This photograph of mounted infantry is recorded in the Museum’s archives as being of ‘B Company, 1st Battalion, The Rifle Brigade, Mounted Infantry, Myingyan, Upper Burma, 1888’. The reference to the mounted infantry being a part of B Company is so far unverified. The remaining detail is almost certainly correct with Myingyan situated to the south of Mandalay in Upper Burma.
In 1885 the British became concerned about the burgeoning relations between the French and King Thebaw of (Upper) Burma and feared French intrusion in an area the British considered to be within their sphere of influence. On 8 November 1885, under the pretext of accusing the Burmese of interfering in the Bombay Burmah Trading Company’s timber trade in Upper Burma, the British declared war on Burma – the Third (and final) Anglo/Burmese War. Although King Thebaw was soon obliged to surrender, his brother continued to harness resistance against the British. In October 1886 1 RB was among reinforcements sent from India.
1 RB included a mounted infantry element of possibly company strength within the Battalion. Details are scant as Cope’s History of The Rifle Brigade ceased to record the Regiment’s history beyond 1876 and the first Rifle Brigade Chronicle did not appear until 1890. It is clear, though, that the mounted infantry company took a leading part in operations against the dissident Burmese in Upper Burma who were generally referred to at the time as “dacoits”.
In December 1 RB was relieved in Burma by the 4th Battalion, The Rifle Brigade (4 RB) which arrived at Rangoon on board the Indian Marine Troopship Canning. On 13/14 December 1888 the majority of 1 RB embarked at Rangoon on board the Canning arriving at Calcutta on 19 December. Three companies of the Battalion (‘A’, ‘C’ and ‘I’) with a party of mounted infantry remained in Burma to take part with 4 RB and others in a punitive expedition with the Karen Field Force to East Karenni. These companies embarked on board the Indian Marine Troopship Enterprise at Rangoon on 5 March 1889, arriving at Calcutta on 9 March. On arrival in India the Battalion was stationed at Bareilly, 150 miles east of Delhi.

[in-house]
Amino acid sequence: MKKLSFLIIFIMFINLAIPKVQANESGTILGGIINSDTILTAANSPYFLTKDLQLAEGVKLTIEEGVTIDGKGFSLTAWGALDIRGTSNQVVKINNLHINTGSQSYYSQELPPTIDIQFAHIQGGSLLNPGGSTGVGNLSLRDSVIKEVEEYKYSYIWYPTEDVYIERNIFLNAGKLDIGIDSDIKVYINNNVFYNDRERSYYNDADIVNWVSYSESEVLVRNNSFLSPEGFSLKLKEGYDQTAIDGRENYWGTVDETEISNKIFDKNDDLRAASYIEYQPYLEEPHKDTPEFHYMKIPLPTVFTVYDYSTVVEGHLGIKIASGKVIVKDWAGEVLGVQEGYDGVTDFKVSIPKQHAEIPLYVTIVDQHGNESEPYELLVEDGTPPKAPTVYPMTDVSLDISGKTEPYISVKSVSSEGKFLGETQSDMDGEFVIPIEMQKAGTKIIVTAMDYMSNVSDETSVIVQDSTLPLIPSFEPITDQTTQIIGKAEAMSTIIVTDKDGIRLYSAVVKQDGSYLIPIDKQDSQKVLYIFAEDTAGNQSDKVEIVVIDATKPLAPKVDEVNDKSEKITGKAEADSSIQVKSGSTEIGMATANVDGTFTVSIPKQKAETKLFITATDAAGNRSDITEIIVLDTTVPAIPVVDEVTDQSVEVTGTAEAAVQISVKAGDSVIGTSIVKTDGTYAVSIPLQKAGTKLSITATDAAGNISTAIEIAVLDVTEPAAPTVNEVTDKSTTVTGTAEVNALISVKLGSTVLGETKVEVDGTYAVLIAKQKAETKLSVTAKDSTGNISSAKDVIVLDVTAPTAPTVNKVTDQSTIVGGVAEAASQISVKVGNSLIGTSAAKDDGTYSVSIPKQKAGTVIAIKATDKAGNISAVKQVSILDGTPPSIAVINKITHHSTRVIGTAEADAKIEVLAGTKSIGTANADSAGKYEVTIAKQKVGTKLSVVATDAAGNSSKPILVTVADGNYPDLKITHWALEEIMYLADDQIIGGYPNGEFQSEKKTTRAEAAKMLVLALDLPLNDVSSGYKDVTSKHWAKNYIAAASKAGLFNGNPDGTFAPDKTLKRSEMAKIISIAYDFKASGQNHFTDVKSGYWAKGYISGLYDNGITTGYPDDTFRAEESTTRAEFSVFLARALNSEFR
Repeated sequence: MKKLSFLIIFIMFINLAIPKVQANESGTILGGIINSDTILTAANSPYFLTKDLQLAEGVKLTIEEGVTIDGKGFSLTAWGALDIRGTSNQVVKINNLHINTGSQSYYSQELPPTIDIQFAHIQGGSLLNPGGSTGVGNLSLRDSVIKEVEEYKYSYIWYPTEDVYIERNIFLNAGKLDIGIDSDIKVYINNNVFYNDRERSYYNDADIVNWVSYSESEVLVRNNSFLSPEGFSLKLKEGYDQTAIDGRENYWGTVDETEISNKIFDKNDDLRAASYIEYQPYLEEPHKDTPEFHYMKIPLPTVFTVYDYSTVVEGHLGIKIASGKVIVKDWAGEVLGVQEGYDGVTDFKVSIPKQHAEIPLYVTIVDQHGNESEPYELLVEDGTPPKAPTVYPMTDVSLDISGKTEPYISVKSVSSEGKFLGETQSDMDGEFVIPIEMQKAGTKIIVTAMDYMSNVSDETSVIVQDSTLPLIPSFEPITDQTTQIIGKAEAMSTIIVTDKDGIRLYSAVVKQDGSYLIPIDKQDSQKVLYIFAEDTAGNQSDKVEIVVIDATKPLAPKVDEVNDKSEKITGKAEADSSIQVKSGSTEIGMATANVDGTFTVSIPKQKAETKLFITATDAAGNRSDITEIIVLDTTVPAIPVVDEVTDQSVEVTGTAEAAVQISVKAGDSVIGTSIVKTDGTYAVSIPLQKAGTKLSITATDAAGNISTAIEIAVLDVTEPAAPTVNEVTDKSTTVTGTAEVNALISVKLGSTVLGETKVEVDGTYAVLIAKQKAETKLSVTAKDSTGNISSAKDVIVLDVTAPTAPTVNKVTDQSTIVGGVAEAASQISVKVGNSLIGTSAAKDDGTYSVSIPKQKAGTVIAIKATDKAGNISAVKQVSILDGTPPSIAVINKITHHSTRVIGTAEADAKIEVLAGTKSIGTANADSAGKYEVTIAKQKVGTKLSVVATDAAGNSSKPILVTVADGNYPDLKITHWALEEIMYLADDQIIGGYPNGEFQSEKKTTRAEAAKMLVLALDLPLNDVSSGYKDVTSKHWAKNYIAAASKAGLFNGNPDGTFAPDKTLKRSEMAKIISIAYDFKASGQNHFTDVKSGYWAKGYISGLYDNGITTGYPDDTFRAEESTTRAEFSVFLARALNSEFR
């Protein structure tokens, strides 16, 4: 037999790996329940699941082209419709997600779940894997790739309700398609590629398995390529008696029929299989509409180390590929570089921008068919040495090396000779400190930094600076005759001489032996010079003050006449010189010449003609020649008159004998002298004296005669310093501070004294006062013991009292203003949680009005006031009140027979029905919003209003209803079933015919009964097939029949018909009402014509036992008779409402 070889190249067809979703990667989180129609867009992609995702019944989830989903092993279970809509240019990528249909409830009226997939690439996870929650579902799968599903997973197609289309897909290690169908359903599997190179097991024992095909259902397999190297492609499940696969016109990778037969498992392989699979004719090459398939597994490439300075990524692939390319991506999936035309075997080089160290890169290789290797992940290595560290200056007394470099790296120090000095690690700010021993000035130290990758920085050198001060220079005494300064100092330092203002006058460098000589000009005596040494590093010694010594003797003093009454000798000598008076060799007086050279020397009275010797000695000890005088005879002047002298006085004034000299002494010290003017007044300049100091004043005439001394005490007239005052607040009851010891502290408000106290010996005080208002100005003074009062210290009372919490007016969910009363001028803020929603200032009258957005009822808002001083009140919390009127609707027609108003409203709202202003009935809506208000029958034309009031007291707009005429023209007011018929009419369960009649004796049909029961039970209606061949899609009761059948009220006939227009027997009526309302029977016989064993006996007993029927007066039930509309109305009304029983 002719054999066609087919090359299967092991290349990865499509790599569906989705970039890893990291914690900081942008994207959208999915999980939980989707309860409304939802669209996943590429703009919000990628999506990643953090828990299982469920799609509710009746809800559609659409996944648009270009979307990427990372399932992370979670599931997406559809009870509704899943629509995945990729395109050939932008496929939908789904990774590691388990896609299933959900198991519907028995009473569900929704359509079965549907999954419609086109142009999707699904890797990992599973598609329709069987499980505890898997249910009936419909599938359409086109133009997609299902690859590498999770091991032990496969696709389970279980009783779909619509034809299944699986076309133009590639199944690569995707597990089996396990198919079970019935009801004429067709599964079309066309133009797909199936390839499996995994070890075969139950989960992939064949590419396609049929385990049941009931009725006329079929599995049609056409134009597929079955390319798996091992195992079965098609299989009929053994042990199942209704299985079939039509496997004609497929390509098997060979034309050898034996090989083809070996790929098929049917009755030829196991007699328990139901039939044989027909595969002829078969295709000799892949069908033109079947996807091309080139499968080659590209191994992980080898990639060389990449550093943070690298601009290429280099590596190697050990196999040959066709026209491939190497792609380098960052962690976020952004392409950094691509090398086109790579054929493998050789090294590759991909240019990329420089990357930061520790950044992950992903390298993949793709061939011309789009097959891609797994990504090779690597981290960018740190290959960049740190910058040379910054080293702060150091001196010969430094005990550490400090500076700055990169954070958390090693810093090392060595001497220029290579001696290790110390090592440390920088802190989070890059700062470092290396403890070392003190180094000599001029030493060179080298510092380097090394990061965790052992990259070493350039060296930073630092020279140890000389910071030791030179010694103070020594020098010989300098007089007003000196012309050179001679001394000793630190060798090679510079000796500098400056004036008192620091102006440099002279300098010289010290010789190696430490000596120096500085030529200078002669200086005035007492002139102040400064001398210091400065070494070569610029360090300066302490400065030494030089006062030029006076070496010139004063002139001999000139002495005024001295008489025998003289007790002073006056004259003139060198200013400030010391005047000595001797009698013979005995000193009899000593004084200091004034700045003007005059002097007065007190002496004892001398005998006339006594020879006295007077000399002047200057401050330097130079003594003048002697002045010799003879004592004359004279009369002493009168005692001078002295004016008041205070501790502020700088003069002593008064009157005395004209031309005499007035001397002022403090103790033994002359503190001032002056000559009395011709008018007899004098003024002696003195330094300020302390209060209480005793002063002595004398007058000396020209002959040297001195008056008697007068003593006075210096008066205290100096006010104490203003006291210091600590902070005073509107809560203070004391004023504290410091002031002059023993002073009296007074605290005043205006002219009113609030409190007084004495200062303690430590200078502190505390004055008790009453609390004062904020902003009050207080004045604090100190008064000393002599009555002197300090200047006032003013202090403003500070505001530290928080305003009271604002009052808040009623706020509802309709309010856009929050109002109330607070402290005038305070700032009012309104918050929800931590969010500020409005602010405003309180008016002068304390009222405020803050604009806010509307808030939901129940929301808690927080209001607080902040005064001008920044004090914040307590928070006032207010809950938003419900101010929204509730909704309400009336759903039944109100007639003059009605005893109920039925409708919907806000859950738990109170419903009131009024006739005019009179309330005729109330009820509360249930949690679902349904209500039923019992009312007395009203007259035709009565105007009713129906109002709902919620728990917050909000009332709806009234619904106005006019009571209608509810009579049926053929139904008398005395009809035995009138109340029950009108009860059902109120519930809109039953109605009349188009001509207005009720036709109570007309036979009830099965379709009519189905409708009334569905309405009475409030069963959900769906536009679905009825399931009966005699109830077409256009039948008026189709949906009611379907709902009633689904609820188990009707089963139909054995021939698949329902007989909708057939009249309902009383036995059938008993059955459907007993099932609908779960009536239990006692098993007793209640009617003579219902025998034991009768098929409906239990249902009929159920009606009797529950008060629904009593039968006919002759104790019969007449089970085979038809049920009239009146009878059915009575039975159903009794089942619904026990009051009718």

A second picture in the archives shows a group of nine officers from 1 RB in Burma in 1888, five of whom took part in the East Karen Expedition. Interestingly and sadly, three of them died within two years. Lieutenant R.A.F. (Richard) Marter died of enteric fever at Moradabad on 7 August 1989; Major C.V. (Charles) Eccles, the Battalion Second-in-Command, died of enteric fever at Bareilly on 21 February 1890; and 2nd Lieutenant E.W.H. (Edward) Somerset died of an abscess of the liver at Bareilly on 20 March 1890.
A portrait photograph of Lieutenant Marter is one of many such photographs in the archives.
All members of 1 RB who served in Burma up to 30 April 1887 qualified for the India Medal 1849-95 with the clasp ‘Burma 1885-7’. Those who served in Burma between 1 May 1887 and 31 March 1889 qualified for the same medal with the clasp ‘Burma 1887-89’. Those whose service overlapped 30 April/1 May 1887 received both clasps.
On 2 April 1890 a memorial brass was unveiled in Winchester Cathedral to the memory of the three officers and 130 NCOs and men of 1 RB who were killed or died in service in Burma between October 1886 and March 1889.